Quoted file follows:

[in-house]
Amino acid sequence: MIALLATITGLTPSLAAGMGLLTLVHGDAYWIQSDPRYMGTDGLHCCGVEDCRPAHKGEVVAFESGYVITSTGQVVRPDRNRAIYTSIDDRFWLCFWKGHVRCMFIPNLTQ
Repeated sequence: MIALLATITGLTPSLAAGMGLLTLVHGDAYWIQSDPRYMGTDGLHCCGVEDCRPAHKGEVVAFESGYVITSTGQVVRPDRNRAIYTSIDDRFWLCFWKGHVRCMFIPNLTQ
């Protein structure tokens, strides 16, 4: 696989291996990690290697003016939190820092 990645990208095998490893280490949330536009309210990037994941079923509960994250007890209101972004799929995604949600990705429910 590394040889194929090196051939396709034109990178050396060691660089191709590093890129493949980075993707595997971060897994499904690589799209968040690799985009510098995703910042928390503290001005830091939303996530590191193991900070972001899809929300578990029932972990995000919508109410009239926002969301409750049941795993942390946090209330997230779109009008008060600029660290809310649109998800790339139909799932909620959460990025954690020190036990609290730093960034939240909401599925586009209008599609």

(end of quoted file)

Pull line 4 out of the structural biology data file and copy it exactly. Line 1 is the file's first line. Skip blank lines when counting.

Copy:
């Protein structure tokens, strides 16, 4: 696989291996990690290697003016939190820092 990645990208095998490893280490949330536009309210990037994941079923509960994250007890209101972004799929995604949600990705429910 590394040889194929090196051939396709034109990178050396060691660089191709590093890129493949980075993707595997971060897994499904690589799209968040690799985009510098995703910042928390503290001005830091939303996530590191193991900070972001899809929300578990029932972990995000919508109410009239926002969301409750049941795993942390946090209330997230779109009008008060600029660290809310649109998800790339139909799932909620959460990025954690020190036990609290730093960034939240909401599925586009209008599609």